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Yesterday’s Luggage [an author's tale]

Rob ShermanRob Sherman is a 25 year-old writer and musician from London. His favourite topics include wholegrain, gods with more than one face, and cryptozoology, as well as his own suppurating, horrific body. This is his first guest blog post on BookMachine.

My name is Rob Sherman, or elsewhere the Hogherd, and I would like to tell you the story of how I came by this second, more mythical moniker. It is the story of how I became a full-time author, an occupation of which I have dreamed since I was very small. It is a story that I could not replicate at any other time in history; as tellers of stories, we live in a time when life has never been easier, harder, or more terrifying, and when a combination of luck and a strong lifting arm can lead to one of the largest publishers in the world taking a punt on one’s ludicrous idea. As I say, my story is one that more and more young writers can tell, and are being given the opportunity to tell, by the rise of the digital environment.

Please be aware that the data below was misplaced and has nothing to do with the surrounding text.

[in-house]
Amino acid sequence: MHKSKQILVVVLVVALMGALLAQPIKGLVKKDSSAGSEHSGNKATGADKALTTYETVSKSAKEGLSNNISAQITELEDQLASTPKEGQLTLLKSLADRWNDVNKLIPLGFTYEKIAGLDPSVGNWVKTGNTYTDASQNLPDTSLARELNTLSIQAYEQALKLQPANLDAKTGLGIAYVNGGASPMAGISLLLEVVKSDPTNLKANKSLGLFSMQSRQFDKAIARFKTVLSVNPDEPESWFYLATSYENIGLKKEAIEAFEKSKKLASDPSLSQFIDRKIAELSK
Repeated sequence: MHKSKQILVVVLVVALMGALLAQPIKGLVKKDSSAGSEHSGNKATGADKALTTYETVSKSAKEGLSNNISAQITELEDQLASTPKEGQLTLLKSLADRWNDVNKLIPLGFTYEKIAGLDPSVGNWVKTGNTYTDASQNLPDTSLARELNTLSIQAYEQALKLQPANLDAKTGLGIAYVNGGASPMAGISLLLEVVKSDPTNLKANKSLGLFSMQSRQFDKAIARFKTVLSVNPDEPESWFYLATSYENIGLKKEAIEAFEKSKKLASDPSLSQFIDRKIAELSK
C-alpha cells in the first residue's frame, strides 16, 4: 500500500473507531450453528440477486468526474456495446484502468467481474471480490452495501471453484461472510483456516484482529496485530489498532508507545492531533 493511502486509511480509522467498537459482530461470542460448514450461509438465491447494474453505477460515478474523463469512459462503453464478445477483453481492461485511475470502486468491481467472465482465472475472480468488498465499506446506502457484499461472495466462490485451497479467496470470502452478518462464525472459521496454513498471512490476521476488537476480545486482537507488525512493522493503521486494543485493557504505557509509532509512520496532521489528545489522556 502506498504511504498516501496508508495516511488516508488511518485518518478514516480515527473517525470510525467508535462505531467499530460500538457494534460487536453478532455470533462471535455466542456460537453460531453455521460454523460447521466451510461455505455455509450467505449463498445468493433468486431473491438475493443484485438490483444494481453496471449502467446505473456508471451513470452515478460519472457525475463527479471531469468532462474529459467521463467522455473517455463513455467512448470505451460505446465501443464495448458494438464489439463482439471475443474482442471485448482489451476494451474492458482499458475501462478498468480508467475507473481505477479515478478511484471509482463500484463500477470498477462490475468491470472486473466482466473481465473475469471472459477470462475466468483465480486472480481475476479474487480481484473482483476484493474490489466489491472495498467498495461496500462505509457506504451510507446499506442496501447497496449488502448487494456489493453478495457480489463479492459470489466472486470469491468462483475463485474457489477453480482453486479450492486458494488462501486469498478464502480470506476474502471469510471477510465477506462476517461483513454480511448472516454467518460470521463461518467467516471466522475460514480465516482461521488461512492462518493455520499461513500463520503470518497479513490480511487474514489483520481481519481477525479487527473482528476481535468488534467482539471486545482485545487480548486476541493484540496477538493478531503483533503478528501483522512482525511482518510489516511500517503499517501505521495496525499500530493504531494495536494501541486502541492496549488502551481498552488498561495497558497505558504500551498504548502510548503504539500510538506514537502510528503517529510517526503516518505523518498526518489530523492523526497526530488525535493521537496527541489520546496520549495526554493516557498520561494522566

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4 Questions for Gareth Howard [INTERVIEW]

Gareth HowardGareth Howard is CEO and founder of Authoright, a company which provides high-end but affordable author services. They essentially help traditional publishers, self publishing companies, literary agents, indies, literary agents, international book fairs and direct-publishing tech platforms to understand the needs of authors and to future-proof their businesses at a time of change. Authoright are proud sponsors of BookMachine New York. Fabrizio Luccitti interviews Gareth for BookMachine.

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The accessible author? Writing in the 21st Century

One of the things that has changed, in this new socially-enabled world we live in, is the accessibility of authors.

This is not just about me. Writers such as Chuck Palahniuk (The Fight Club), Paul Coelho (The Alchemist) and Margaret Atwood (The Handmaids Tale) are all Tweeting. These are among the most popular authors in the world. There are lots more at it too. Here is a list of 100 mainly US authors for starters. (click here)

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5 Questions for Emma Barnes [INTERVIEW]

emmabarnes